Passing is an interesting concept. Before I learned about autism and started reading up on it, I was familiar with the term only in the context of race. And to tell the truth, it still whizzes by me as something to consider when thinking about autism and Asperger’s. One of the taken-for-granted traits of females on the spectrum is that they are better than males at passing. Girls are more likely to want to please, to be part of a group. They are also thought to be better at “faking it”. And failure to pass is a source of considerable unhappiness.

I’m not questioning any of this, but it doesn’t ring any bells with me. As I look back over my life, I can see that there were occasions when I wanted to do some of the things that my age peers were doing. More often, I was stubbornly going my own way. It was paradoxical, really, because I was an extreme introvert, and also very shy to start with, and my deliberate refusals to do the “right thing” often made me stand out in uncomfortable ways.

What I can see now is a girl who, for the first few years was frightened and confused by school and by the activities that seemed to be normal and even enjoyable for other children. My goal was to retreat and remain unnoticed, as much as that was possible. And yet… Where did the ability to “defy” the normal ways of behaving come from? The pressure to be normal came from my mother as well as teachers, so it wasn’t as if I had any psychological support.

What I can see now is that I was developing an unusually early sense of self-identity. There were no Barbie dolls or Disney princesses when I was growing up. TV didn’t exist, and movies were few and far between. There were no models for me to follow — except… Fairy tales. If I had one real obsession, right through junior high school, it was folk and fairy tales. Those were where my models lived. Heroic characters, both male and female. I didn’t realize how powerful an effect they had on me until I read an article, many years later, by Bruno Bettelheim. Yes, he of the terrible “refrigerator mother” who was responsible for her child’s autism. But when it came to understanding the impact of fairy tales, he was spot on.

Let me not forget: there were also no autism diagnoses. With all this as background, I sometimes wonder if the current emphasis on diagnosis and support is always a good thing. For the majority, very possibly. Even necessary. But as this blog has mentioned before (and will mention again, ad nauseum) for a small population of spectrum inhabitants, it might be interfering with normal emotional growth and the construction of a strong, life-affirming self-identity.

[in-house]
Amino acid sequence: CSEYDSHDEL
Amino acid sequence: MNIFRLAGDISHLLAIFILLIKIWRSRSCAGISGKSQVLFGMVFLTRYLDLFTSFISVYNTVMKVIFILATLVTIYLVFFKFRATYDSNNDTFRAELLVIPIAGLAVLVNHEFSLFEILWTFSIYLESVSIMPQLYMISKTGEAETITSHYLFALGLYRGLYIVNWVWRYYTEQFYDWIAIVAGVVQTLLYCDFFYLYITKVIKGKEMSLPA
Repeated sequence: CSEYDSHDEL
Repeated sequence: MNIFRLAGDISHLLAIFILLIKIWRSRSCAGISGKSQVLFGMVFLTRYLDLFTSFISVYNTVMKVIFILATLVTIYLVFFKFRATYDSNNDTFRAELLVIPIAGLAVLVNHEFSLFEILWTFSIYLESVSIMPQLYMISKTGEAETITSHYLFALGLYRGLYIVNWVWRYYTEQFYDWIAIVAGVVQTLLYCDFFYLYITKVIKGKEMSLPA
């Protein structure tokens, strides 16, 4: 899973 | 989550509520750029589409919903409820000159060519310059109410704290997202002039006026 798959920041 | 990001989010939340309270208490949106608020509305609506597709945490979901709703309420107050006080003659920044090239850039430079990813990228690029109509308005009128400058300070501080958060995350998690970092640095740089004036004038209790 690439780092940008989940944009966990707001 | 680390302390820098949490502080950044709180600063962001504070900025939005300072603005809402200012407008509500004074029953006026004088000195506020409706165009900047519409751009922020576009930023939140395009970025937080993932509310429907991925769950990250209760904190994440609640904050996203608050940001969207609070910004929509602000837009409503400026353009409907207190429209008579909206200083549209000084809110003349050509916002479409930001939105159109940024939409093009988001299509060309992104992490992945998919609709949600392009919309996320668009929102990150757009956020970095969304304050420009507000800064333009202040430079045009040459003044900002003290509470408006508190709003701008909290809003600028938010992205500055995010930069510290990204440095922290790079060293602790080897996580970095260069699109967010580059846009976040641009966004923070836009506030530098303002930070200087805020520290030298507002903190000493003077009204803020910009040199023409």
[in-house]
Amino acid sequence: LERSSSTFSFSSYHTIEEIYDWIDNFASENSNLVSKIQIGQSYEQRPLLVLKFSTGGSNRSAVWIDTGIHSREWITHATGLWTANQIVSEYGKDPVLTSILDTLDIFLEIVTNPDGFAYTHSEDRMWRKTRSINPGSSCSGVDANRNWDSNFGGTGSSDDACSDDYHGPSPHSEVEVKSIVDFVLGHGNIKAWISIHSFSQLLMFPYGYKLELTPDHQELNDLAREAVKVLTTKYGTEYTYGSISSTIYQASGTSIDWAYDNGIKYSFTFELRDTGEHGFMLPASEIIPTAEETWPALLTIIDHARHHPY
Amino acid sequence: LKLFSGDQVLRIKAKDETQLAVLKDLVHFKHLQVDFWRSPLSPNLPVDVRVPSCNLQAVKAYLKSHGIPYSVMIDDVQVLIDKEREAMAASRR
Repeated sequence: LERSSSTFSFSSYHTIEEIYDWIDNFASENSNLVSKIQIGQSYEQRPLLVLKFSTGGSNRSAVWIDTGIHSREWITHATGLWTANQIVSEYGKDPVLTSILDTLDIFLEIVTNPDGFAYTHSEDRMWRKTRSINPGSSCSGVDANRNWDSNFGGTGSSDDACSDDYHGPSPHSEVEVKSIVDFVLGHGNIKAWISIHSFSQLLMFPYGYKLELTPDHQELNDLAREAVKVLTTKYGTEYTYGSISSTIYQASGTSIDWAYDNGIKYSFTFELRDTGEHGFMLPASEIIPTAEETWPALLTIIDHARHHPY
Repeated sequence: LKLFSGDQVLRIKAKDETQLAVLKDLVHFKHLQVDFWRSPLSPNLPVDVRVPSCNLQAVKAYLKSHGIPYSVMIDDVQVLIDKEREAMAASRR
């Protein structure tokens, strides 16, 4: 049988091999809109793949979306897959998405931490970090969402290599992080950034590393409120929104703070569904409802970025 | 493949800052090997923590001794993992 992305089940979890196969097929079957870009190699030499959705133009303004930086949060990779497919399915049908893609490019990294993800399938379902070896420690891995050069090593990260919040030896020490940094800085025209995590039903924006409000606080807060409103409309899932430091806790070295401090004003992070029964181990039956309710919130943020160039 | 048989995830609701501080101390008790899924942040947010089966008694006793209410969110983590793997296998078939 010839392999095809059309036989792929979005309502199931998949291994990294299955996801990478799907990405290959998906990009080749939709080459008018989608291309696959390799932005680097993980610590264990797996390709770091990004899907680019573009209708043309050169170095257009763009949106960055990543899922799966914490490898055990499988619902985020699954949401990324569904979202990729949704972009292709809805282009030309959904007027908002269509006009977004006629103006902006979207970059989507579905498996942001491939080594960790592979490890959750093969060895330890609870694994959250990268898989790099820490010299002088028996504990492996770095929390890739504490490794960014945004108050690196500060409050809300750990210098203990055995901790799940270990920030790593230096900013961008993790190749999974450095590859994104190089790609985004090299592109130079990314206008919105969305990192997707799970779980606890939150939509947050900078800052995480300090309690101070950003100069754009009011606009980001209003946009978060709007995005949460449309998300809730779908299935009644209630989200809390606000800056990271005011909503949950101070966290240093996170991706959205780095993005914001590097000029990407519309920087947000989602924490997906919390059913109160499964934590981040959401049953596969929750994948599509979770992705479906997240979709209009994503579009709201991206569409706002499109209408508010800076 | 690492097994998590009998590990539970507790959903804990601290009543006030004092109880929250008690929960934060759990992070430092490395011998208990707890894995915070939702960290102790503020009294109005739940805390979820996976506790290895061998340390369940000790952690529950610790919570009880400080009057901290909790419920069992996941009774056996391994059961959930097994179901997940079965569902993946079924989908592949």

That’s all I’m going to say about it right now. It’s one of the topics I’m still mulling over, and it will come up again, hopefully more fully developed. Is “passing” a valid goal?. Can the attempt to pass short circuit individidual development? In the meantime, it’s here to provoke thought and introspection.

Women and Autism Over the Life Span

This is a theme I’ll be getting into now and then, but very carefully. The lives of older women on the spectrum have hardly been touched on, so it’s something that’s going to be difficult to do right. I’m skimming over a research study that is a rather sad commentary, since it was conducted recently, with a group of only 14 woman, and limits the age range from 22 to 30. That’s what they consider late diagnosis. And, “To our knowledge, this is the first study to specifically investigate the experiences of late-diagnosed females with ASC…”

One reason I’m not rushing into writing about older women on the spectrum, particularly those who have never been officially diagnosed, is that I want to avoid using my own experiences as the template. If this blog’s readership grows large enough that I can construct some sort of questionnaire, or just ask for personal experiences, I might have enough data to draw useful conclusions. The alternative, not an entirely bad one, would be to theorize broadly.

Ideally, I’d like to work just with women who grew into adulthood and even into old age before the possibility of diagnosis even existed. Most of the women in the study said that their lives would have been easier if they’d been diagnosed earlier. In contrast, I’m mostly glad that I never even heard of autism until I was well into seniorhood. One of the themes I’d like to explore is the pros and cons of diagnosis, at whatever age.

So this is just a little introduction to what will be coming up eventually, I don’t want that single issue to dominate the blog, though. The blog’s central theme is creativity, intellect, and Asperger’s, not gender.

The Experience of Late-diagnosed Women with Autism Spectrum Conditions: An Investigation of the Female Autism Phenotype